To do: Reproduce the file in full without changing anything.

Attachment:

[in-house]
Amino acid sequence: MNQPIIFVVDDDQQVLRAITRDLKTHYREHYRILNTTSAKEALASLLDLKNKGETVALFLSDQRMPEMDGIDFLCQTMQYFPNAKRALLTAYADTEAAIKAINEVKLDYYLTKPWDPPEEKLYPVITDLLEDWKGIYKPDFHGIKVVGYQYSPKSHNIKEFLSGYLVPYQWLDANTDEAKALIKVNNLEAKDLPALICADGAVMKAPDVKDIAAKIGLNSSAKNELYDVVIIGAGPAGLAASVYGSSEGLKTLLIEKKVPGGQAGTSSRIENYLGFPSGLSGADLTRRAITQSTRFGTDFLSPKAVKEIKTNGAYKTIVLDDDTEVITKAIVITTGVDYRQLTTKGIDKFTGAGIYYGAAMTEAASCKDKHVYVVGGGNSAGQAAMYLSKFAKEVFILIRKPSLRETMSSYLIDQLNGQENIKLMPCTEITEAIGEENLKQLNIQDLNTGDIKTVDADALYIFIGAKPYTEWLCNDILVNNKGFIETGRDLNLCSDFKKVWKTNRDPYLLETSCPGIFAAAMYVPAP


[in-house]
Amino acid sequence: MNQPIIFVVDDDQQVLRAITRDLKTHYREHYRILNTTSAKEALASLLDLKNKGETVALFLSDQRMPEMDGIDFLCQTMQYFPNAKRALLTAYADTEAAIKAINEVKLDYYLTKPWDPPEEKLYPVITDLLEDWKGIYKPDFHGIKVVGYQYSPKSHNIKEFLSGYLVPYQWLDANTDEAKALIKVNNLEAKDLPALICADGAVMKAPDVKDIAAKIGLNSSAKNELYDVVIIGAGPAGLAASVYGSSEGLKTLLIEKKVPGGQAGTSSRIENYLGFPSGLSGADLTRRAITQSTRFGTDFLSPKAVKEIKTNGAYKTIVLDDDTEVITKAIVITTGVDYRQLTTKGIDKFTGAGIYYGAAMTEAASCKDKHVYVVGGGNSAGQAAMYLSKFAKEVFILIRKPSLRETMSSYLIDQLNGQENIKLMPCTEITEAIGEENLKQLNIQDLNTGDIKTVDADALYIFIGAKPYTEWLCNDILVNNKGFIETGRDLNLCSDFKKVWKTNRDPYLLETSCPGIFAAAMYVPAP